• Grouping Bulbs
• Planting in Small Spaces
• Planting in Large Spaces
• Inter-Mixing Plants
• Lasagna planting
Mass Planting – For the look of Holland, it is best to plant bulbs en masse. Whether you’re planting six or six dozen, they make the best display when planted together in loose, informal clusters. By planting bulbs of one variety or colour in mass you will achieve greater visual impact by providing uniform colour and texture. Bulbs will be easier to care for since they will have the same cultural requirements and the foliage will mature at the same time. You should avoid planting in a single straight row or in a single circle around a tree or bush. Bulbs look better when they are planted in staggered free-form arrangements.
Grouping Bulbs - With spring flowering bulbs such as tulips or daffodils, plant at least twelve bulbs of one variety in a grouping. The more bulbs planted of one variety and colour, the greater the impact. The smaller spring bulbs, such as snow crocus, should be planted in groups of 50 bulbs or more to have impact. Smaller bulbs need to be viewed close-up so they should be planted along sidewalks, patios or entry ways to the home. Three to six bulbs are suggested as a minimum number of summer bulbs of the same variety to plant in a grouping.
Planting in Small Spaces - Plant bulbs of one colour in small spaces in the landscape. One colour will have greater impact and make the planting space look larger. Mixed colours planted in a small space tend to make the space look even smaller.
Planting in Large Spaces - In large areas of the landscape where you have a lot of planting space, a planting of two or three different colours can be effective. Concentrate the bulbs for each colour together and do not intermix them. Also, be sure to select colours that blend together. White flowers can be effective in helping blend colours together or to brighten dark comers.
Inter-Mixing Plants - The colour of spring flowering bulbs is enhanced when they are planted with pansies or other compatible early flowers. The colour of summer flowering bulbs will be enhanced when planted with summer flowering annuals such as petunias, marigolds and other annuals. Although summer annuals do not hide the dying bulb foliage, they do extend the colour of the flower bed throughout the summer.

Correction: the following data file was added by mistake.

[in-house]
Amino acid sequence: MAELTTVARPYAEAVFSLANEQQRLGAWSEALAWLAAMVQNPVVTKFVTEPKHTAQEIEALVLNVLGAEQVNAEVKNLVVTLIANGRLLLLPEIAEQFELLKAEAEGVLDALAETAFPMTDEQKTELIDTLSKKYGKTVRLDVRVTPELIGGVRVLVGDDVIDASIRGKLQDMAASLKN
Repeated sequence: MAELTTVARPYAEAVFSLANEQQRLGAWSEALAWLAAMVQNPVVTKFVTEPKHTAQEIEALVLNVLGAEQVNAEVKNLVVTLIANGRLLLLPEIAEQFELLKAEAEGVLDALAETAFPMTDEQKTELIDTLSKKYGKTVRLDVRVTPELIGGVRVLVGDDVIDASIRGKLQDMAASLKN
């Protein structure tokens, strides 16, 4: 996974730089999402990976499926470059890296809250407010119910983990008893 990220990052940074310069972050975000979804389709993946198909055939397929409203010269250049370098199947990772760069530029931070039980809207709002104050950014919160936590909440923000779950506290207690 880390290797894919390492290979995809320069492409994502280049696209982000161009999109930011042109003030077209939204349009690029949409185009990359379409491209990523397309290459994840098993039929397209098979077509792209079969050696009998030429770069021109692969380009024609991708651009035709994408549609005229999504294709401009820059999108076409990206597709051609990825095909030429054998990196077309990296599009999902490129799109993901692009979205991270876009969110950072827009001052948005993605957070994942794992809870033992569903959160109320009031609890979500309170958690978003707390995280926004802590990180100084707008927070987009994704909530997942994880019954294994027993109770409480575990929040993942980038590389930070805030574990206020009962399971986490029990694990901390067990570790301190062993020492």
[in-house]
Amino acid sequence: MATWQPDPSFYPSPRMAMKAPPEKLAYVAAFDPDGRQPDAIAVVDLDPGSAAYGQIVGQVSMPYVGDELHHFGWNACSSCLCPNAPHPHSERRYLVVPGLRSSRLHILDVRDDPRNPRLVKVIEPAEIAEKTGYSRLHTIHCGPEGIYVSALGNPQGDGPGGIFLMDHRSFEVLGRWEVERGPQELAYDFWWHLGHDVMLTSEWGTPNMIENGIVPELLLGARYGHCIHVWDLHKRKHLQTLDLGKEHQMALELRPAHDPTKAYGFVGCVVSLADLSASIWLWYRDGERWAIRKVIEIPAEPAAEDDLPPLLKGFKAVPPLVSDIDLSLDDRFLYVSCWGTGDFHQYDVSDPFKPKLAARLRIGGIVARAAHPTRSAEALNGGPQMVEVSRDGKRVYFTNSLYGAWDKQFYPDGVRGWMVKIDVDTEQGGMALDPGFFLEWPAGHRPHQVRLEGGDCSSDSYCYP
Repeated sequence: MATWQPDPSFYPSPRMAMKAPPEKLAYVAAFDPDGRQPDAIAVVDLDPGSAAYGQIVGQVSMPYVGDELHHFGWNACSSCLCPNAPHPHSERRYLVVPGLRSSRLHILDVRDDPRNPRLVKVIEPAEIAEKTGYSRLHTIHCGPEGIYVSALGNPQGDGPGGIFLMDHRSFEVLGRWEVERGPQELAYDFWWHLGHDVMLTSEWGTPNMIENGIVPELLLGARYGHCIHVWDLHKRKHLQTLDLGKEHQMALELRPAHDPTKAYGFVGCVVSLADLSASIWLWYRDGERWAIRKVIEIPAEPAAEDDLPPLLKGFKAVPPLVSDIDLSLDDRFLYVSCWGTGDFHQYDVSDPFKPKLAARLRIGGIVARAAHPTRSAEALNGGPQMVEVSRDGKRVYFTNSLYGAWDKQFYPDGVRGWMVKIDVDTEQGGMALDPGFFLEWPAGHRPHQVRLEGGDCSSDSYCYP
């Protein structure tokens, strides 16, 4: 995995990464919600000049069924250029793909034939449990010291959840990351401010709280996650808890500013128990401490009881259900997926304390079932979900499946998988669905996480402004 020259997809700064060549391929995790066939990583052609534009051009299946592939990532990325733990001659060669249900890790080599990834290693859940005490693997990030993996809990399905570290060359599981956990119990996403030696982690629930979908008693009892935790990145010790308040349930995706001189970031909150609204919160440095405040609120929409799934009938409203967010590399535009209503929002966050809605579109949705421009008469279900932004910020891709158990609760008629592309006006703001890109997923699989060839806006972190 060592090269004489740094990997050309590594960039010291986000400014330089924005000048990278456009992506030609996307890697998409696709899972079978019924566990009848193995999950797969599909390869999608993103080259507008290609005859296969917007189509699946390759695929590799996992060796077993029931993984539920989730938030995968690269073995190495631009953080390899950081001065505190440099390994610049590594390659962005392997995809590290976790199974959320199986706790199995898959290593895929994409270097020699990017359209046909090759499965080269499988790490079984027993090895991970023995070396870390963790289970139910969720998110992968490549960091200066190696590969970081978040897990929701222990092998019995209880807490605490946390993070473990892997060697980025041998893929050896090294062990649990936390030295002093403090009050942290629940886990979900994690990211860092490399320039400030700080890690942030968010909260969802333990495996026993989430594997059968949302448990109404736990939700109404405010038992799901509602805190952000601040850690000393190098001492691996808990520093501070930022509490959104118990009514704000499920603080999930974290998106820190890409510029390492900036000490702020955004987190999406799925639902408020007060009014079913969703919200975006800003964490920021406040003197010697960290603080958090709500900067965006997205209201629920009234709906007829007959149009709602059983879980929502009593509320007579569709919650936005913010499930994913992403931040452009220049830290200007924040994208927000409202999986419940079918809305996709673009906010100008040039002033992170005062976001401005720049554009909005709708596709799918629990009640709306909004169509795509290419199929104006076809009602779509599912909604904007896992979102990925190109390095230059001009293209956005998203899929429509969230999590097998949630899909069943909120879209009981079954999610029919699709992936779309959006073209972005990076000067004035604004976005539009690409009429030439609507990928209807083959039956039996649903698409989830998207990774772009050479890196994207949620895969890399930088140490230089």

Many summer bulbs are tall and the lower part of the plant unattractive after bloom. Plants like lilies and dahlias can be mixed with perennials, annuals or shrubs to hide the lower stem area. Daylilies are a good choice to hide the lower stems of the lily. The dwarf forms of daylilies like Stella de Oro do an excellent job of facing a bed.
Lasagna Planting -Just like making lasagna, layering bulbs isn’t difficult – it just takes a bit of planning. When selecting your bulbs, consider bloom times, color, height and texture. If layering in a container, select a large pot that has drainage holes, or place a few inches of pebbles in the bottom for drainage, and lay a base of potting soil about four inches deep into the pot. Set in one layer of bulbs using your largest variety. (For instance, tulips and daffodils are large bulbs, while crocus or muscari are smaller.) Pack the bulbs fairly close together; they can be nearly touching. Add in another two inches of soil, then the next set of bulbs. Repeat with a third layer. Fill the pot to the top with potting soil, and water well. You can keep the pot in your garage or an outbuilding until early spring, when you’ll want to sit it in the sun and wait for your flowers to spring up!
The lasagna planting method can also be used directly in the garden. Just plant the largest bulbs at the depth recommended on their packaging, and layer smaller bulbs on top. Lasagna planting allows for a variety of colors, sizes and textures in a single space. Create a rainbow in a container, or plant several different flowers with a similar hue and varying bloom times for a ompact, long-lasting garden display in your favorite color.